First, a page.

Madison Ruppert, Contributing Writer
The state of U.S.-Pakistani relations is growing increasingly grim as a covert and overt diplomatic crisis develops between America and Pakistan, represented by heated rhetoric coming from both sides and the growing involvement of outside entities like China and the Saudis.
This is emerging in several ways including a meeting between Pakistani Foreign Secretary Salman Bashir and U.S. Ambassador Cameron Munter, meetings between senior Saudi intelligence authorities and the chief of the Inter-Services Intelligence Agency (ISI), meetings between Chinese Vice Prime Minister Meng Jianzhu and senior Pakistani civilian and military leaders, and most notably the accusation coming from Pakistan’s Federal Interior Minister, Rehman Malik, that the Haqqani network is a CIA creation, not a Pakistani one.
Furthermore, a meeting between Pakistani Army Chief General Ashfaq Parvez Kayani and British Defense Secretary Liam Fox has been “postponed indefinitely” due to “the current situation [in Pakisan]”.
A Pakistani news outlet, The Express Tribune, chalks this up to continued in-house talks about the American pressure on Pakistan regarding alleged ISI support for the Haqqani terrorist network.
The critiques coming from America have been harsh, including a statement at the Carnegie Endowment for International Peace by Admiral Mike Mullen just days before he is to step down as Chairman of the Joint Chiefs of Staff in which he said that the ISI has “been supporting proxies for an extended period of time. The Haqqani piece of this has got to be reversed.”
In no uncertain terms, Mullen accused the Pakistani version of the Central Intelligence Agency (CIA) of directly supporting terrorists for an extended period of time.
He also stated before the Senate Armed Services Committee that, “The Haqqani network … acts as a veritable arm of Pakistan’s Inter-Services Intelligence Agency. With ISI support, Haqqani operatives planned and conducted that truck bomb attack, as well as the attack on our embassy. We also have credible intelligence that they were behind the June 28 attack on the Inter-Continental Hotel in Kabul as well as a host of other smaller but effective operations.”
This type of language marks a significant new stage in the deteriorating diplomatic relationship between Islamabad and Washington.
In fact, a September 24th editorial published by the Pakistani news outlet, The Nation, said that “in the face of a virtual declaration of war by top U.S. officials, unity and solidarity among all segments of [Pakistani] society is the only thing that can avert the danger.”
Clearly the people of Pakistan, right or wrong, perceive these statements from Mullen and other U.S. officials as a direct threat against their sovereign nation.
Some are now saying that the Saudis are now being leveraged as an intermediary between Washington and Islamabad.
The Pakistani Express Tribune is reporting that Pakistani Lt. General Ahmed Shuja Pasha met with Saudi intelligence officials at the Chaklala Airbase while mentioning that some media reports are claiming that the ISI chief traveled to Jeddah, Saudi Arabia for more consultations after a “crucial” meeting with Saudi intelligence officers.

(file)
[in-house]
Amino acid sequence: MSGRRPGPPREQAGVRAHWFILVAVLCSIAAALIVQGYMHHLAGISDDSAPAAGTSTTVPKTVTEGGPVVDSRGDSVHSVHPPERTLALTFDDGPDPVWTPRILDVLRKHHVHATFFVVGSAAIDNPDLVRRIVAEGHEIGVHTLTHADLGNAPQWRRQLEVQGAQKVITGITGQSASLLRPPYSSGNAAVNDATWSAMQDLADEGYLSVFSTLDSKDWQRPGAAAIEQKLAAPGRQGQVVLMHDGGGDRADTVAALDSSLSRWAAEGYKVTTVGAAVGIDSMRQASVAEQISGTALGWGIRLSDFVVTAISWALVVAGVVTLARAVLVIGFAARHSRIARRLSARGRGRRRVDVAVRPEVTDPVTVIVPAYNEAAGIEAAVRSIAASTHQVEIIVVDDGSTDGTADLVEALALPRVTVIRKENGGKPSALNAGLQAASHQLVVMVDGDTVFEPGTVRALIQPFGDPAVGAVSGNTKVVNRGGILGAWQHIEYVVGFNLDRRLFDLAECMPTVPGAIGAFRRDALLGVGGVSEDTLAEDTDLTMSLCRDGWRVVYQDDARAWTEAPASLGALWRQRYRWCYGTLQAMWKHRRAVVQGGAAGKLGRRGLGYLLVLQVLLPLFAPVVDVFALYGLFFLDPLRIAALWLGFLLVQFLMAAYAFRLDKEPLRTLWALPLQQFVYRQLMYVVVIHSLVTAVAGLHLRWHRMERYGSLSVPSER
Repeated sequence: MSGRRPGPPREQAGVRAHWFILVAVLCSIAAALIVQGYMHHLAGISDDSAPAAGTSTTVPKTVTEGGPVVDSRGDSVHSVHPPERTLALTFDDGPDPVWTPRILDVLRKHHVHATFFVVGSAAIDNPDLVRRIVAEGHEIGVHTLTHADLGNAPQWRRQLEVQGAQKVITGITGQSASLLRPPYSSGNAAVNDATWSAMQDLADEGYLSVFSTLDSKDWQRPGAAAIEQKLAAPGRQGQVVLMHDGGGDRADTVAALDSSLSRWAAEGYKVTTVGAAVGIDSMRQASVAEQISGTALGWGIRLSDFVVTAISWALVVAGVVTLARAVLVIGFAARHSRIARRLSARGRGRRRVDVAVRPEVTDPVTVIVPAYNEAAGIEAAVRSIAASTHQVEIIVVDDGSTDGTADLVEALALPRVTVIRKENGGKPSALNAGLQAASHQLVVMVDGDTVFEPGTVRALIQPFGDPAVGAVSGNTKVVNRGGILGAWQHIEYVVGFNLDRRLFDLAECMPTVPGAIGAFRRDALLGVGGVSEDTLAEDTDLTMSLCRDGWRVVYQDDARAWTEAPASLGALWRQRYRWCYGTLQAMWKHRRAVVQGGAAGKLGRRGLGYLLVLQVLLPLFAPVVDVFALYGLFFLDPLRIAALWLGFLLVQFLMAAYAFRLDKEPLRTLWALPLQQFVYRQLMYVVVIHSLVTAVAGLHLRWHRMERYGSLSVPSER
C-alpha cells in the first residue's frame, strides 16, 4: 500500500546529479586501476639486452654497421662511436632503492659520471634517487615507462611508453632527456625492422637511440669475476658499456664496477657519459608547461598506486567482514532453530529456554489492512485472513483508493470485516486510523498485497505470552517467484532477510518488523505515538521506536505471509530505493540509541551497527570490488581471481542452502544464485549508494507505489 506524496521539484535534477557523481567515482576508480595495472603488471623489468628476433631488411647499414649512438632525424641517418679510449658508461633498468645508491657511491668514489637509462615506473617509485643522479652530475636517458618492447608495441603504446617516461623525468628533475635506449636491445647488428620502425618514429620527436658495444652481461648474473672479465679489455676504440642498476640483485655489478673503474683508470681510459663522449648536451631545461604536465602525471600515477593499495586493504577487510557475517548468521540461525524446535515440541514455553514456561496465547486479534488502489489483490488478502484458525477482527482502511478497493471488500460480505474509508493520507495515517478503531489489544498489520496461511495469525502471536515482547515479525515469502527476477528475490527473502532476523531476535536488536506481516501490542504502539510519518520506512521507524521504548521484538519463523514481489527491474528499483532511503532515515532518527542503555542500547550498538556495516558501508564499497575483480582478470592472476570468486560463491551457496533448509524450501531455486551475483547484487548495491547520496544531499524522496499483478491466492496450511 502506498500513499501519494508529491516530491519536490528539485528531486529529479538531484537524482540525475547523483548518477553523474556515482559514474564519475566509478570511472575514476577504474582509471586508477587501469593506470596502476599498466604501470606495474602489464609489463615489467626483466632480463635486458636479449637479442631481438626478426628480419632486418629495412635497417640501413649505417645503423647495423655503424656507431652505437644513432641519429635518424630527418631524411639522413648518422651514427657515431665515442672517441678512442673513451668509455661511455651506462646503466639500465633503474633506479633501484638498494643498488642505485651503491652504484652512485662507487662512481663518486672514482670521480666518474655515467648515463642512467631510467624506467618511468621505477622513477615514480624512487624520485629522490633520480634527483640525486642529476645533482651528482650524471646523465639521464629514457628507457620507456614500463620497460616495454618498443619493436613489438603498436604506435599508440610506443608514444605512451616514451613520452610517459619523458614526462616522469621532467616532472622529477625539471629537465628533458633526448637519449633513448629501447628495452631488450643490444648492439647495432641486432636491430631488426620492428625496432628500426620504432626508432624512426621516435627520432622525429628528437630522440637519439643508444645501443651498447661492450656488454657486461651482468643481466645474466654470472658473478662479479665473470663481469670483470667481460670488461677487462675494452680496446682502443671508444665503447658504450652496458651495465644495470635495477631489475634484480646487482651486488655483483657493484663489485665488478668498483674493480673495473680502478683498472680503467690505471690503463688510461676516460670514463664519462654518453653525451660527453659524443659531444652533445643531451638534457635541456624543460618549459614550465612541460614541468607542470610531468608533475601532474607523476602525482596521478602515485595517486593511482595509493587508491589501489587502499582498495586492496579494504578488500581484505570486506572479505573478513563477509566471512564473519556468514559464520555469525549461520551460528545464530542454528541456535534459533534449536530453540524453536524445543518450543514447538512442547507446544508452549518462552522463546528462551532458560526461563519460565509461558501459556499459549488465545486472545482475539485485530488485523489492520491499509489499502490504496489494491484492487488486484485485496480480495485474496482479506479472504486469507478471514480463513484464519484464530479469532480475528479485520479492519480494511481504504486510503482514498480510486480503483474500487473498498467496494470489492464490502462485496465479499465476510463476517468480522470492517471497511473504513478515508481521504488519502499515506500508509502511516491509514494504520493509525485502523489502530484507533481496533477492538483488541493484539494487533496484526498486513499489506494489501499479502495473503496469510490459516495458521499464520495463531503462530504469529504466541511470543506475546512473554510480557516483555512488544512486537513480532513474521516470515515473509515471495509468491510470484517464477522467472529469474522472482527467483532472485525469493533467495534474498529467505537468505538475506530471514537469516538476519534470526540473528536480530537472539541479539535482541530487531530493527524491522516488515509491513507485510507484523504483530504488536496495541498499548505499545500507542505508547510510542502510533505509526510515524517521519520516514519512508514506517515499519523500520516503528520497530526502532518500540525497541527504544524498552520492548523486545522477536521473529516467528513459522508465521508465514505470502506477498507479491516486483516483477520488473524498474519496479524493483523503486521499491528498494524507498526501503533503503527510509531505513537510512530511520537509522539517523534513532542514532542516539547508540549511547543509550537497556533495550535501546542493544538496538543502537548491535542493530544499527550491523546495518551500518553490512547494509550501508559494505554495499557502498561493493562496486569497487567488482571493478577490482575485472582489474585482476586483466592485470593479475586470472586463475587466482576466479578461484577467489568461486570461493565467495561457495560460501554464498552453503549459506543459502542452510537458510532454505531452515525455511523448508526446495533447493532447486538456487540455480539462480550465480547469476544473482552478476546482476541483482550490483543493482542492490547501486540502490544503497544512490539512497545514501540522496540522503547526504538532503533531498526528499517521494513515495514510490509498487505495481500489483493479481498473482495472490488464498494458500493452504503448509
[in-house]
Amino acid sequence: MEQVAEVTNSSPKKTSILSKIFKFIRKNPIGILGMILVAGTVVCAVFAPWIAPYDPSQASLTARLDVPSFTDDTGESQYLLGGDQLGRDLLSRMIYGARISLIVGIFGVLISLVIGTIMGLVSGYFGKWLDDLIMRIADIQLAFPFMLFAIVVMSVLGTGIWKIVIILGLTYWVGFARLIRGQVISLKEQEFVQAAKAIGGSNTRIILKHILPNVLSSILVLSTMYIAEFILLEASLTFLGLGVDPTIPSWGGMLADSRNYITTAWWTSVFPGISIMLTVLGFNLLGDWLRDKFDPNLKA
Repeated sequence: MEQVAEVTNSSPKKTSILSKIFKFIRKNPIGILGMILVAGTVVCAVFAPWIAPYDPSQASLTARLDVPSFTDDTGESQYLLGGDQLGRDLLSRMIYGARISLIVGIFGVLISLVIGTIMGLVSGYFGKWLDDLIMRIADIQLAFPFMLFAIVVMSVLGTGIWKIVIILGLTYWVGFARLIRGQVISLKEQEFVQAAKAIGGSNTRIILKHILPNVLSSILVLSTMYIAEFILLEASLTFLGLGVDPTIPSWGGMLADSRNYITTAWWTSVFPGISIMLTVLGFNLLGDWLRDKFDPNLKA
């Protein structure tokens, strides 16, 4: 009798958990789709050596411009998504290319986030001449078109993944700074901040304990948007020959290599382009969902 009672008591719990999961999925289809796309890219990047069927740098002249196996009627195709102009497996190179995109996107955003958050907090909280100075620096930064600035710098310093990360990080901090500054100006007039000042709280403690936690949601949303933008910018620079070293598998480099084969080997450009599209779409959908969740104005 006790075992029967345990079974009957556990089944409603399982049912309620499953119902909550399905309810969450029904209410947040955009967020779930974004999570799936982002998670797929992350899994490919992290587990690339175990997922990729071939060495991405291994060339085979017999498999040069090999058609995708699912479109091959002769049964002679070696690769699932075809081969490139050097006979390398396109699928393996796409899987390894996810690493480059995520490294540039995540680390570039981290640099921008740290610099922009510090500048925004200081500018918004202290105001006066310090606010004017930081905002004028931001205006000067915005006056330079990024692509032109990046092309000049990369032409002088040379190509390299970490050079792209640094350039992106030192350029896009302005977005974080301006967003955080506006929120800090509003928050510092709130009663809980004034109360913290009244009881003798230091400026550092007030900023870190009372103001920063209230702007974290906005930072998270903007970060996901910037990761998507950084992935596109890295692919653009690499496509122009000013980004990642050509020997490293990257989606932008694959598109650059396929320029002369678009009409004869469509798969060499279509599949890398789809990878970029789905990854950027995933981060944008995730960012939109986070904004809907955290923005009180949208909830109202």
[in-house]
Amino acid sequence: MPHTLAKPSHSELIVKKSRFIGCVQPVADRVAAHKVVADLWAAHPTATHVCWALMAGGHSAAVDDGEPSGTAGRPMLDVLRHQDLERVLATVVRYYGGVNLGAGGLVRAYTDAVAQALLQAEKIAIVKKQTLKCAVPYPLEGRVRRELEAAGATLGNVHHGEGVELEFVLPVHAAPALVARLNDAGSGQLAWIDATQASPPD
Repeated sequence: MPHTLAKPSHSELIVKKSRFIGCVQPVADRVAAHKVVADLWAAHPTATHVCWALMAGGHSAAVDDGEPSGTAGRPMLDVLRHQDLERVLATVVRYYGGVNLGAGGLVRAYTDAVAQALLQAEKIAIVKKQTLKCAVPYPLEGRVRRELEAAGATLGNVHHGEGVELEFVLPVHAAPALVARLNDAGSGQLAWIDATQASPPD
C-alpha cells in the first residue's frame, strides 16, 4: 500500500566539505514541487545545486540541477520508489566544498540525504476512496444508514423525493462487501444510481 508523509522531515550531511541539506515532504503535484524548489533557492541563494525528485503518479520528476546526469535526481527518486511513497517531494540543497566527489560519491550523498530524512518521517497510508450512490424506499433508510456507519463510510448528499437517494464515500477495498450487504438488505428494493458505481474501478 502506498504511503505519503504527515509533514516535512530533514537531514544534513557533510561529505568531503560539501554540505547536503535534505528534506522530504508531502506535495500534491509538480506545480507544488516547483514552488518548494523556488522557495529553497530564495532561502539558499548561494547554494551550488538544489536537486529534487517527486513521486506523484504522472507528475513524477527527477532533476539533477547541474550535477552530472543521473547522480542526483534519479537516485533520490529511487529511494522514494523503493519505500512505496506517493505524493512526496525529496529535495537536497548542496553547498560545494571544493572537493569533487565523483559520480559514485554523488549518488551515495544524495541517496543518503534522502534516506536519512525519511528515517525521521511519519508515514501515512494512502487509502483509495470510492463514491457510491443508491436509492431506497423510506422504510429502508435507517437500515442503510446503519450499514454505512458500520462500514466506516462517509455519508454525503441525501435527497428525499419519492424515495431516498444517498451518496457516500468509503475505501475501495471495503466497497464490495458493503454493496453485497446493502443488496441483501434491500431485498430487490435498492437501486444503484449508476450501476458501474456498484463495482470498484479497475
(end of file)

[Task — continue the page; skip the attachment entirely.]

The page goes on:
A senior military official in Pakistan confirmed that there was a delegation of Saudi intelligence officials visiting Islamabad while claiming that it was unrelated to the rift in Pakistani-American relations.
The official also said that the ISI chief did not rush off to Saudi Arabia as some reports posited, saying simply that, “We [the Pakistanis] have counter-terrorism cooperation with the US and the visit was part of that cooperation”.
There is clearly some backpedaling going on after the clearly harsh statements regarding Pakistani ties to the Haqqani network.
In describing a meeting between the American Ambassador and Pakistani Foreign Secretary Bashir, the US Embassy spokesperson, Mark Stroh, said, “It was a regular meeting but also indicates the fact that Pakistan and the US have a broad-based relationship,” effectively downplaying the diplomatic crisis currently unfolding.
These moves are quite understandable given the fact that the United States is likely attempting to do whatever possible to keep Pakistan and China from getting even closer than they already are amidst fears that Pakistan will break ties with the US in favor of China.
The Pakistani Interior Minister, Rehman Malik, said that “China is always there for us,” something he might not be able to say about the United States.
The spokesman for the Pakistani President, Farhatullah Babar presented similar sentiments by saying, “The Chinese leader reaffirmed China’s continuing support for Pakistan in its fight against militancy and the promotion of regional peace and stability”.
Again, it is not likely that Babar would be able to say that same about the United States given the fact that whenever a possible terrorist attack occurs in the region fingers are quickly pointed at Pakistan.
Babar also stated, “The President said that Pakistan greatly appreciates China’s support for Pakistan on all issues of major concern. He said that the Chinese role was very important to usher in a new era of peace and stability in the region,” but is America playing an important role in ushering in a new era of peace or are we playing an important role in maintaining an era of war and violence?
Unfortunately for the United States, I believe that many Pakistanis see it as the latter and the statement from the Federal Interior Minister that the CIA actually created and trained the Haqqani network reflects this.